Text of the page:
The online writing communities are abuzz today with news of a new application for Kindles called the Kindlegraph.
Seems this fellow named Evan Jacobs has created a way for Kindlers to obtain a personalized message and signature on their Kindle from their favourite authors. I’ve signed up for it, not because I have any illusions that I am going to be inundated with messages from adoring fans asking for my kindlegraph, but because it is apparent that this is just one of those things that 21st century writers must do in order to play the publishing game according to constantly-changing rules. I’ve added it to my list, along with establishing and maintaining a web presence, soliciting reviews, employing all sorts of strategies and tricks to get noticed on Amazon and pestering friends, family, acquaintances and total strangers on a regular basis to buy my book. Evan Jacobs must have a clear awareness of the pressures of the environment, because he’s made it incredibly quick, easy and clear for both readers and authors to use the service.
Here are my predictions for the future of the Kindlegraph:
1. It appears that each request for a kindlegraph must be responded to individually; A-listers, if they bother to use the service at all, will either employ someone to process all their kindlegraphing for them, or will be allowed to automate the service so that a generic message will go out each time someone requests their kindlegraph. I’m going for the “won’t bother” option, because they don’t need to, but over time, as writers move up the list, it will be a sign of whether you have ‘made it’ if you have a dedicated kindlegrapher on your staff.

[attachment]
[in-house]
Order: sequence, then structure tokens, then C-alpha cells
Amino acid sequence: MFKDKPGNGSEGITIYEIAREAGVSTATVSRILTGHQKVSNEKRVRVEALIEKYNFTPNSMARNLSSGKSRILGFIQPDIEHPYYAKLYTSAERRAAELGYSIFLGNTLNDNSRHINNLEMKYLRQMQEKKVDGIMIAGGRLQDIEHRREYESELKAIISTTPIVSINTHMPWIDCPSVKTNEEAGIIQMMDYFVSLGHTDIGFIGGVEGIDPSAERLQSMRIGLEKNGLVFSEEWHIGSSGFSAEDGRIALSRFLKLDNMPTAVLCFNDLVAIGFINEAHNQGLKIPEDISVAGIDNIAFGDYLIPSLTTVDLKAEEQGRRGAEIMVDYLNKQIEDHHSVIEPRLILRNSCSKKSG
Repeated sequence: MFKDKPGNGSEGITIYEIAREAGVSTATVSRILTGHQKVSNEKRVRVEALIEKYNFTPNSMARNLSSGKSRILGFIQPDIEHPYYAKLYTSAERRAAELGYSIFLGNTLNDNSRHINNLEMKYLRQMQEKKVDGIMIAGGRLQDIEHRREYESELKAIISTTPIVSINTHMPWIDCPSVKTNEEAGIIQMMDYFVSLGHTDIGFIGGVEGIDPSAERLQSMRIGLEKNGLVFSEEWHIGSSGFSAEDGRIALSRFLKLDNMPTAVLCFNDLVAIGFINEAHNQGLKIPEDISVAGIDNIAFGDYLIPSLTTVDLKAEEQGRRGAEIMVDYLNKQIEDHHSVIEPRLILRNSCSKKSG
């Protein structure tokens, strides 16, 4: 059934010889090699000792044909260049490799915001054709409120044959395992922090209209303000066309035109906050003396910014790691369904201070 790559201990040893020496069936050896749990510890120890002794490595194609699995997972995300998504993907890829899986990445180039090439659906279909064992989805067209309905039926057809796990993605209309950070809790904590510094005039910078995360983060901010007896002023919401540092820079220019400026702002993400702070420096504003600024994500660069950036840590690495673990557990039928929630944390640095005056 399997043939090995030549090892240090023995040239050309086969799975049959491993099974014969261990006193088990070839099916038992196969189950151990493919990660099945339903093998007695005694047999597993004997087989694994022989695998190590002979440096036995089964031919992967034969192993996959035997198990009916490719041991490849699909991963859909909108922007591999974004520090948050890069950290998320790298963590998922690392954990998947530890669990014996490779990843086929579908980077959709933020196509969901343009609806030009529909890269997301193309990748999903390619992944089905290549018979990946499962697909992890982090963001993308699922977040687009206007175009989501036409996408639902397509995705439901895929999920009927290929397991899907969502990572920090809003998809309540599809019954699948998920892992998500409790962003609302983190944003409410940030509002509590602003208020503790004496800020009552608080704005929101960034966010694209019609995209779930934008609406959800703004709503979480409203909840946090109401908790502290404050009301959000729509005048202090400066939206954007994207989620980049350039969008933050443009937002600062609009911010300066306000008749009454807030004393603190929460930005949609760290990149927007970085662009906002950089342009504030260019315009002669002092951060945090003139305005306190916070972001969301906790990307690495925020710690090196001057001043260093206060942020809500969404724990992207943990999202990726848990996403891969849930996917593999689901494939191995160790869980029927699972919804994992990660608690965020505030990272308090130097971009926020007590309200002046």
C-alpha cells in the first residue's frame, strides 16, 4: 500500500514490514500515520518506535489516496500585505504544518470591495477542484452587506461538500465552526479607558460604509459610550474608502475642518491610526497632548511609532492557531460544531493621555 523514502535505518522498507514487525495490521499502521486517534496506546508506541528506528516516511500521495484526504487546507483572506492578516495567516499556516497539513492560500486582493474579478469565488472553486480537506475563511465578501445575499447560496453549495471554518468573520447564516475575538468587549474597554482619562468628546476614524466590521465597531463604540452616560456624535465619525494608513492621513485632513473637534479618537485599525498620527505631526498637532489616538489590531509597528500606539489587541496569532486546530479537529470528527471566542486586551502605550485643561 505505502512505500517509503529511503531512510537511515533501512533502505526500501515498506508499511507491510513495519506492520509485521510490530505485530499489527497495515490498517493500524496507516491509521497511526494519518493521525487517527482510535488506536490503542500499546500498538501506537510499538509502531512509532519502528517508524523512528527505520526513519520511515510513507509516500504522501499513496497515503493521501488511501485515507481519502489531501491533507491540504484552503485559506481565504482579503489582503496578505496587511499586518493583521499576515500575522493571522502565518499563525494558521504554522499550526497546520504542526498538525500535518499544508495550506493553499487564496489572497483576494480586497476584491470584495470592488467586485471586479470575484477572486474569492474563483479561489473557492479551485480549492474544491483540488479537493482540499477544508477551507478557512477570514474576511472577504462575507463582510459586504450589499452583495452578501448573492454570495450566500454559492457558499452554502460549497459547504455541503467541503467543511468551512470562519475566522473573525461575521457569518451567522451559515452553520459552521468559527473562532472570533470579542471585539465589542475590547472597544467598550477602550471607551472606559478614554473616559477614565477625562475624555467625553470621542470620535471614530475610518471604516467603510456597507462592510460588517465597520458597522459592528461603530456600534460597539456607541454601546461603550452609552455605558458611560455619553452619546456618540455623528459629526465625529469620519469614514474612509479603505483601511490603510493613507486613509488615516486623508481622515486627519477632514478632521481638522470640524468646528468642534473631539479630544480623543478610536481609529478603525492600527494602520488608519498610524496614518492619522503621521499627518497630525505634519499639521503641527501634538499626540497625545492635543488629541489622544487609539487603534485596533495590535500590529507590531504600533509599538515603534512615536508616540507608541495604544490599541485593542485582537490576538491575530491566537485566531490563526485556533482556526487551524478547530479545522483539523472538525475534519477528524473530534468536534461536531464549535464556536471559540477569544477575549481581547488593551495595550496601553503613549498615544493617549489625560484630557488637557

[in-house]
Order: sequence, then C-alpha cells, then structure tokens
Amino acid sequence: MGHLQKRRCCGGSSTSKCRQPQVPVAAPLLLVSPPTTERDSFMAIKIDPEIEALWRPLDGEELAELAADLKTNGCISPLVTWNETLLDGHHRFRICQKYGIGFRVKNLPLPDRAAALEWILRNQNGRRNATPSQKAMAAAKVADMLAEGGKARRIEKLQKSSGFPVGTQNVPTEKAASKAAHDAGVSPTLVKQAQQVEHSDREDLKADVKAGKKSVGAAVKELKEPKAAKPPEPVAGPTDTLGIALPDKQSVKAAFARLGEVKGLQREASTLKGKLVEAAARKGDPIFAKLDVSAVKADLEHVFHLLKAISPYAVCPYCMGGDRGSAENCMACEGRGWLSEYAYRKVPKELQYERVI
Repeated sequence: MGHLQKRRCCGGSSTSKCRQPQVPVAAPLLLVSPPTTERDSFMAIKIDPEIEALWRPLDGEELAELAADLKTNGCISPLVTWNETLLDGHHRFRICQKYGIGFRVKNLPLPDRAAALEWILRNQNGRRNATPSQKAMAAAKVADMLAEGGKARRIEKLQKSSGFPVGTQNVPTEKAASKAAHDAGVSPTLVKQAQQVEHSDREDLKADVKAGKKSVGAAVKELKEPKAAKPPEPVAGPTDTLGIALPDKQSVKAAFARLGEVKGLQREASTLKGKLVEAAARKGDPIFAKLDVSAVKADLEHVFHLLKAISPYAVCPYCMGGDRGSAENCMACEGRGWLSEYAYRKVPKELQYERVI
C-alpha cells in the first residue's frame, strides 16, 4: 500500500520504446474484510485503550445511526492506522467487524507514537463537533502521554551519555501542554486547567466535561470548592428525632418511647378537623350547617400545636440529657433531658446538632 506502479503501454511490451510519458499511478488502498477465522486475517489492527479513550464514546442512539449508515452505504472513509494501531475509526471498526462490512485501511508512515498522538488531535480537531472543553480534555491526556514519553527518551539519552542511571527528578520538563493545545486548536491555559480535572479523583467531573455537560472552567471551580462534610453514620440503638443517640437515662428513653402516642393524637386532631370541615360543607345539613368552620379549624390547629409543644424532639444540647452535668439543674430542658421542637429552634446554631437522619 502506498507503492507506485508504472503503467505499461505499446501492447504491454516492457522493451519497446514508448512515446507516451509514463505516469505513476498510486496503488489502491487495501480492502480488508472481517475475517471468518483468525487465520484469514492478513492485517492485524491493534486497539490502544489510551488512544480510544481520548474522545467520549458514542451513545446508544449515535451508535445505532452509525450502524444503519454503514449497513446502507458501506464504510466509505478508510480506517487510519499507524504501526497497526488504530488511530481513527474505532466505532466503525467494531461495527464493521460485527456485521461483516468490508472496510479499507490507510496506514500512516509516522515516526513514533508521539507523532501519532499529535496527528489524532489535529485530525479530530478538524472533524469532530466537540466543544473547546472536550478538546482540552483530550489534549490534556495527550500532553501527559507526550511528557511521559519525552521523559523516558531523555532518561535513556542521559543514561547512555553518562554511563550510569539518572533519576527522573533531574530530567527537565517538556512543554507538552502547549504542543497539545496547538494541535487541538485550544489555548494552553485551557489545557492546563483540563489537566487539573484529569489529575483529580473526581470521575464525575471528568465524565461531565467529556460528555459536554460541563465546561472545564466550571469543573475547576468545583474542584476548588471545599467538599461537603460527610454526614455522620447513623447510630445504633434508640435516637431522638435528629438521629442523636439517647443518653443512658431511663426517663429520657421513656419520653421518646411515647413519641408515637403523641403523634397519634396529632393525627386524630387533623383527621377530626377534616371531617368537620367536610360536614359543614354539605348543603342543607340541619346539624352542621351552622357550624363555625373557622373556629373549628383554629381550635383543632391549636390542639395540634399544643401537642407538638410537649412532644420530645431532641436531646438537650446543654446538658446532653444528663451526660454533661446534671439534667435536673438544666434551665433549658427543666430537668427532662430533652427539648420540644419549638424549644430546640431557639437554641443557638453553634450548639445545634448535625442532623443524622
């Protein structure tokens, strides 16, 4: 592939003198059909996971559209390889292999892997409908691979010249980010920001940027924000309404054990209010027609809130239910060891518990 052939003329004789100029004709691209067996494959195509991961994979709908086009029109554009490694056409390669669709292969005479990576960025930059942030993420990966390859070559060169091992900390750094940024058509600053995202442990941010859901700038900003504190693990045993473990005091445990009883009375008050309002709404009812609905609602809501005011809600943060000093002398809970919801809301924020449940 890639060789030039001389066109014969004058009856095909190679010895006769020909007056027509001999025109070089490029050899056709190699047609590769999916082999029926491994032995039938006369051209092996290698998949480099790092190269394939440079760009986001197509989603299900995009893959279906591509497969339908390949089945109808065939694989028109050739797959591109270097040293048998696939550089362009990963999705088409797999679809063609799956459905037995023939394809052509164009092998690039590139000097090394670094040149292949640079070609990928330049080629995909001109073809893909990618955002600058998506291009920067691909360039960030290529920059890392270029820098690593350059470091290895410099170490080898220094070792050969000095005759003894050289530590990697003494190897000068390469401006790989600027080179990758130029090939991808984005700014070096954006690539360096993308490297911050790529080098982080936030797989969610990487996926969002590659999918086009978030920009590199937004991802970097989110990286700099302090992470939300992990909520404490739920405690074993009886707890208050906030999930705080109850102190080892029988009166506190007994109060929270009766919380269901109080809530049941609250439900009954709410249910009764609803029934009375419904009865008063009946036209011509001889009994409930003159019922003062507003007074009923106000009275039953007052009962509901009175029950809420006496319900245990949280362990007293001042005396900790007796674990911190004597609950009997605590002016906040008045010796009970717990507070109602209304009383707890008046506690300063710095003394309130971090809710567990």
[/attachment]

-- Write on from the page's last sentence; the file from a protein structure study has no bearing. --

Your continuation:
2. Mid-listers will be in a quandary – the volume of requests for kindlegraphs will be high enough to take a significant chunk out of their time, but they won’t be able to afford to to pay someone to do it for them. Those are starting out in their writing careers now and find themselves on the mid-list some years down the track will be in a particular pickle. They would have signed up for the service as authors at the beginning of their career and will drop out of it at their peril; No author, at any stage of their career, wants to appear snobbish and aloof from their fans.
3. Just-starting-out indie authors and relative unknowns (that would be me) will be signing up for this in their droves. It will become another thing for them to obsess over and to distract them from the business of writing. Along with checking their Amazon stats and sales several times a day, they’ll be checking their emails several times a day to see if anyone has requested their kindlegraph. There will be endless bemoaning on online forums about how nobody has asked for their kindlegraph yet, and endless celebration on the same forums when somebody actually does request their kindlegraph.
4. As I understand it (and I could have this wrong – I am, after all, a techno-tard), Barnes & Noble are approaching the issue of author autographs a little differently; their Autography software allows authors to sign actual Nooks in person using touchscreen technology. Expect vociferous flame wars between Nookers and Kindlers over which system is better – the ease, speed and convenience of the kindlegraph, or the blend of the traditional and the high-tech of autography that makes Nook autographs harder to get, therefore more meaningful and valuable.